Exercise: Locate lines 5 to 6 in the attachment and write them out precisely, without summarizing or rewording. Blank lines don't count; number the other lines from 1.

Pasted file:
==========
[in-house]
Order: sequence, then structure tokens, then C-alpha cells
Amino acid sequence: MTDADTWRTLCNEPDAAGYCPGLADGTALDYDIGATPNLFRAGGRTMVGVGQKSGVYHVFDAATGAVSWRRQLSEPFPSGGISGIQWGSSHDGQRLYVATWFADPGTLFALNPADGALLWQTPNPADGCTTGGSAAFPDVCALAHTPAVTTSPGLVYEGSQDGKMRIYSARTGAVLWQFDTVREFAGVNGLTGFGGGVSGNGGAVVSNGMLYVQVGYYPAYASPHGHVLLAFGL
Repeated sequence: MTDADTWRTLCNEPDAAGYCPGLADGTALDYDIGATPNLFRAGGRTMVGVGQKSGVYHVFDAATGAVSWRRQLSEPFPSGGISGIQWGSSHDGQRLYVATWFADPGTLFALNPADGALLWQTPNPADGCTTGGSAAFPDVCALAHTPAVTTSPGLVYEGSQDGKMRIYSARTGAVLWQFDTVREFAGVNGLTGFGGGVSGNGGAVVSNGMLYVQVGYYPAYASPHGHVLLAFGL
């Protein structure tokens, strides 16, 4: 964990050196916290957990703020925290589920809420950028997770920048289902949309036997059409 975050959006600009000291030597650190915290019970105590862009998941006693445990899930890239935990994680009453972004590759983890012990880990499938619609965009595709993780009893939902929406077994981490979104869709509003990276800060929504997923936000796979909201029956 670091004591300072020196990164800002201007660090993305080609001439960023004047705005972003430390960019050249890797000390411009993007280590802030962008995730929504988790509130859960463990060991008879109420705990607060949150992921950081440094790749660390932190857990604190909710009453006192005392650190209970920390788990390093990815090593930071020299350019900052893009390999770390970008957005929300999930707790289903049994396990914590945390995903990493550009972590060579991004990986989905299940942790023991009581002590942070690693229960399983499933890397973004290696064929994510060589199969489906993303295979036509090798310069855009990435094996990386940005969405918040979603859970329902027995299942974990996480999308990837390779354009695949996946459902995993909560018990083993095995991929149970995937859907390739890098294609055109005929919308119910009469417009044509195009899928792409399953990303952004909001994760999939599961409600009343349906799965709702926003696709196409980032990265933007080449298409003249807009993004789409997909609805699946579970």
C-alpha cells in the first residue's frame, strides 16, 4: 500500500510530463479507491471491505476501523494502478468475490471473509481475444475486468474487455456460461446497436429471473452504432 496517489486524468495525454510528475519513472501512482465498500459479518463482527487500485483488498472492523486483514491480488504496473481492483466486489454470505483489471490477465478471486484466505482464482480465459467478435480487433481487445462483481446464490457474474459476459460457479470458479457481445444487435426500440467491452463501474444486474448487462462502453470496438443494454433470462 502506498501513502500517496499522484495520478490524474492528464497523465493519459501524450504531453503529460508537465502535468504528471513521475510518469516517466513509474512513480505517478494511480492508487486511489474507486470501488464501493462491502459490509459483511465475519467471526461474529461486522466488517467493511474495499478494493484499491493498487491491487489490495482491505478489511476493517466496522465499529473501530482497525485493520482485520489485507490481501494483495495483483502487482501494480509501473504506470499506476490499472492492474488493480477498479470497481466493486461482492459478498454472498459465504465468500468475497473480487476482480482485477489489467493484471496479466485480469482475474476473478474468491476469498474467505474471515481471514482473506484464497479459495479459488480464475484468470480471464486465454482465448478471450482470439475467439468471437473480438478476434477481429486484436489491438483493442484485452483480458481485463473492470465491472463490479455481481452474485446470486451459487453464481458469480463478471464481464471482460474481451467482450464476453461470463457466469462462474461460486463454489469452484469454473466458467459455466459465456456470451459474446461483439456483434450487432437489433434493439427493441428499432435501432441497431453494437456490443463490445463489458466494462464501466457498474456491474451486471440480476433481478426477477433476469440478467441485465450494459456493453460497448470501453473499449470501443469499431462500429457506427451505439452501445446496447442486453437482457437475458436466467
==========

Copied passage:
């Protein structure tokens, strides 16, 4: 964990050196916290957990703020925290589920809420950028997770920048289902949309036997059409 975050959006600009000291030597650190915290019970105590862009998941006693445990899930890239935990994680009453972004590759983890012990880990499938619609965009595709993780009893939902929406077994981490979104869709509003990276800060929504997923936000796979909201029956 670091004591300072020196990164800002201007660090993305080609001439960023004047705005972003430390960019050249890797000390411009993007280590802030962008995730929504988790509130859960463990060991008879109420705990607060949150992921950081440094790749660390932190857990604190909710009453006192005392650190209970920390788990390093990815090593930071020299350019900052893009390999770390970008957005929300999930707790289903049994396990914590945390995903990493550009972590060579991004990986989905299940942790023991009581002590942070690693229960399983499933890397973004290696064929994510060589199969489906993303295979036509090798310069855009990435094996990386940005969405918040979603859970329902027995299942974990996480999308990837390779354009695949996946459902995993909560018990083993095995991929149970995937859907390739890098294609055109005929919308119910009469417009044509195009899928792409399953990303952004909001994760999939599961409600009343349906799965709702926003696709196409980032990265933007080449298409003249807009993004789409997909609805699946579970």
C-alpha cells in the first residue's frame, strides 16, 4: 500500500510530463479507491471491505476501523494502478468475490471473509481475444475486468474487455456460461446497436429471473452504432 496517489486524468495525454510528475519513472501512482465498500459479518463482527487500485483488498472492523486483514491480488504496473481492483466486489454470505483489471490477465478471486484466505482464482480465459467478435480487433481487445462483481446464490457474474459476459460457479470458479457481445444487435426500440467491452463501474444486474448487462462502453470496438443494454433470462 502506498501513502500517496499522484495520478490524474492528464497523465493519459501524450504531453503529460508537465502535468504528471513521475510518469516517466513509474512513480505517478494511480492508487486511489474507486470501488464501493462491502459490509459483511465475519467471526461474529461486522466488517467493511474495499478494493484499491493498487491491487489490495482491505478489511476493517466496522465499529473501530482497525485493520482485520489485507490481501494483495495483483502487482501494480509501473504506470499506476490499472492492474488493480477498479470497481466493486461482492459478498454472498459465504465468500468475497473480487476482480482485477489489467493484471496479466485480469482475474476473478474468491476469498474467505474471515481471514482473506484464497479459495479459488480464475484468470480471464486465454482465448478471450482470439475467439468471437473480438478476434477481429486484436489491438483493442484485452483480458481485463473492470465491472463490479455481481452474485446470486451459487453464481458469480463478471464481464471482460474481451467482450464476453461470463457466469462462474461460486463454489469452484469454473466458467459455466459465456456470451459474446461483439456483434450487432437489433434493439427493441428499432435501432441497431453494437456490443463490445463489458466494462464501466457498474456491474451486471440480476433481478426477477433476469440478467441485465450494459456493453460497448470501453473499449470501443469499431462500429457506427451505439452501445446496447442486453437482457437475458436466467